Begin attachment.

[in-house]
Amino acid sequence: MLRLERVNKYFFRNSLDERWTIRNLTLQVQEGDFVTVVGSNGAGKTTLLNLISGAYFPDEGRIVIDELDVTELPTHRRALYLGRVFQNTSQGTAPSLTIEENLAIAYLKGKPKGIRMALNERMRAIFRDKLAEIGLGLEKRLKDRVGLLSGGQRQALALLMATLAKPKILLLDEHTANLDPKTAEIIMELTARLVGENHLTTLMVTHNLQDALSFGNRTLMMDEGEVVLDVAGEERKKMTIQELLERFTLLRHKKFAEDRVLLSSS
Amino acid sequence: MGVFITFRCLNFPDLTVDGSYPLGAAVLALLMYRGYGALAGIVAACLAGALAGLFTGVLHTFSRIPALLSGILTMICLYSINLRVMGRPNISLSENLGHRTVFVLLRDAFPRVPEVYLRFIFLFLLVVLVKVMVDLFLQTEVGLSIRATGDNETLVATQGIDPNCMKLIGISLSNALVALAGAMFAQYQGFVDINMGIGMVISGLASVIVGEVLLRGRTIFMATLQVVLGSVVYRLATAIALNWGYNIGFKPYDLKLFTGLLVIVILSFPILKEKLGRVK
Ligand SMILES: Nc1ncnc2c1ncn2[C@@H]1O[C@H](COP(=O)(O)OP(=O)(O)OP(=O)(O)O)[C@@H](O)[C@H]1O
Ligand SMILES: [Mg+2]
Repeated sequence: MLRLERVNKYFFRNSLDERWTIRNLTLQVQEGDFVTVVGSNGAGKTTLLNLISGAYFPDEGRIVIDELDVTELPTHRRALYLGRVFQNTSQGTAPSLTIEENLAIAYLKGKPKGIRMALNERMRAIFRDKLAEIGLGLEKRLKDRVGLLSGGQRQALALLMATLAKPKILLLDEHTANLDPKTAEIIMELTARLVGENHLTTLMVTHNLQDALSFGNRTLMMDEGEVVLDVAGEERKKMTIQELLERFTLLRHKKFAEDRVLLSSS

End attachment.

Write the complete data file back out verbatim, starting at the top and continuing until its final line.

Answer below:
[in-house]
Amino acid sequence: MLRLERVNKYFFRNSLDERWTIRNLTLQVQEGDFVTVVGSNGAGKTTLLNLISGAYFPDEGRIVIDELDVTELPTHRRALYLGRVFQNTSQGTAPSLTIEENLAIAYLKGKPKGIRMALNERMRAIFRDKLAEIGLGLEKRLKDRVGLLSGGQRQALALLMATLAKPKILLLDEHTANLDPKTAEIIMELTARLVGENHLTTLMVTHNLQDALSFGNRTLMMDEGEVVLDVAGEERKKMTIQELLERFTLLRHKKFAEDRVLLSSS
Amino acid sequence: MGVFITFRCLNFPDLTVDGSYPLGAAVLALLMYRGYGALAGIVAACLAGALAGLFTGVLHTFSRIPALLSGILTMICLYSINLRVMGRPNISLSENLGHRTVFVLLRDAFPRVPEVYLRFIFLFLLVVLVKVMVDLFLQTEVGLSIRATGDNETLVATQGIDPNCMKLIGISLSNALVALAGAMFAQYQGFVDINMGIGMVISGLASVIVGEVLLRGRTIFMATLQVVLGSVVYRLATAIALNWGYNIGFKPYDLKLFTGLLVIVILSFPILKEKLGRVK
Ligand SMILES: Nc1ncnc2c1ncn2[C@@H]1O[C@H](COP(=O)(O)OP(=O)(O)OP(=O)(O)O)[C@@H](O)[C@H]1O
Ligand SMILES: [Mg+2]
Repeated sequence: MLRLERVNKYFFRNSLDERWTIRNLTLQVQEGDFVTVVGSNGAGKTTLLNLISGAYFPDEGRIVIDELDVTELPTHRRALYLGRVFQNTSQGTAPSLTIEENLAIAYLKGKPKGIRMALNERMRAIFRDKLAEIGLGLEKRLKDRVGLLSGGQRQALALLMATLAKPKILLLDEHTANLDPKTAEIIMELTARLVGENHLTTLMVTHNLQDALSFGNRTLMMDEGEVVLDVAGEERKKMTIQELLERFTLLRHKKFAEDRVLLSSS